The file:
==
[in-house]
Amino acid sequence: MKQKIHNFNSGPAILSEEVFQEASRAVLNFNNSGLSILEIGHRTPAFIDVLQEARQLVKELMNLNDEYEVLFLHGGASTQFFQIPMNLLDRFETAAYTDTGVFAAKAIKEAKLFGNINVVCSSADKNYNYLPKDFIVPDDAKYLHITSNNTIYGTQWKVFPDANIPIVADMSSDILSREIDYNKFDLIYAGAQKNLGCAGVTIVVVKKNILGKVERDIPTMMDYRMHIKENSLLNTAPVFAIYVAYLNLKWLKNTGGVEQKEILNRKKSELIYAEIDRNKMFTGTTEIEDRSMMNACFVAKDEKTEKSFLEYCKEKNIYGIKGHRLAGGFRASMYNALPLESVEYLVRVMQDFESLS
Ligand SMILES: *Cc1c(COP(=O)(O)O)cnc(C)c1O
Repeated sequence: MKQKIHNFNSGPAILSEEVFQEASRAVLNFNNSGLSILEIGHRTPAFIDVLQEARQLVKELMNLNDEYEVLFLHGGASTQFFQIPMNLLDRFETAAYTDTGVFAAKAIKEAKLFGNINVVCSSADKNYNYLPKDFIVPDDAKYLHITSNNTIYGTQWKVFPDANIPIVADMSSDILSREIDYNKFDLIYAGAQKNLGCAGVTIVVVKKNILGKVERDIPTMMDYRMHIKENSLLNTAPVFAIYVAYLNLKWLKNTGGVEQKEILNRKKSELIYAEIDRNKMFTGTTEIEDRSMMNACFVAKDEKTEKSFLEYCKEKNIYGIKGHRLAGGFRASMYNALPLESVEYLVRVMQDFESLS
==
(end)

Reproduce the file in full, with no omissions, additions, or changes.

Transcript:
[in-house]
Amino acid sequence: MKQKIHNFNSGPAILSEEVFQEASRAVLNFNNSGLSILEIGHRTPAFIDVLQEARQLVKELMNLNDEYEVLFLHGGASTQFFQIPMNLLDRFETAAYTDTGVFAAKAIKEAKLFGNINVVCSSADKNYNYLPKDFIVPDDAKYLHITSNNTIYGTQWKVFPDANIPIVADMSSDILSREIDYNKFDLIYAGAQKNLGCAGVTIVVVKKNILGKVERDIPTMMDYRMHIKENSLLNTAPVFAIYVAYLNLKWLKNTGGVEQKEILNRKKSELIYAEIDRNKMFTGTTEIEDRSMMNACFVAKDEKTEKSFLEYCKEKNIYGIKGHRLAGGFRASMYNALPLESVEYLVRVMQDFESLS
Ligand SMILES: *Cc1c(COP(=O)(O)O)cnc(C)c1O
Repeated sequence: MKQKIHNFNSGPAILSEEVFQEASRAVLNFNNSGLSILEIGHRTPAFIDVLQEARQLVKELMNLNDEYEVLFLHGGASTQFFQIPMNLLDRFETAAYTDTGVFAAKAIKEAKLFGNINVVCSSADKNYNYLPKDFIVPDDAKYLHITSNNTIYGTQWKVFPDANIPIVADMSSDILSREIDYNKFDLIYAGAQKNLGCAGVTIVVVKKNILGKVERDIPTMMDYRMHIKENSLLNTAPVFAIYVAYLNLKWLKNTGGVEQKEILNRKKSELIYAEIDRNKMFTGTTEIEDRSMMNACFVAKDEKTEKSFLEYCKEKNIYGIKGHRLAGGFRASMYNALPLESVEYLVRVMQDFESLS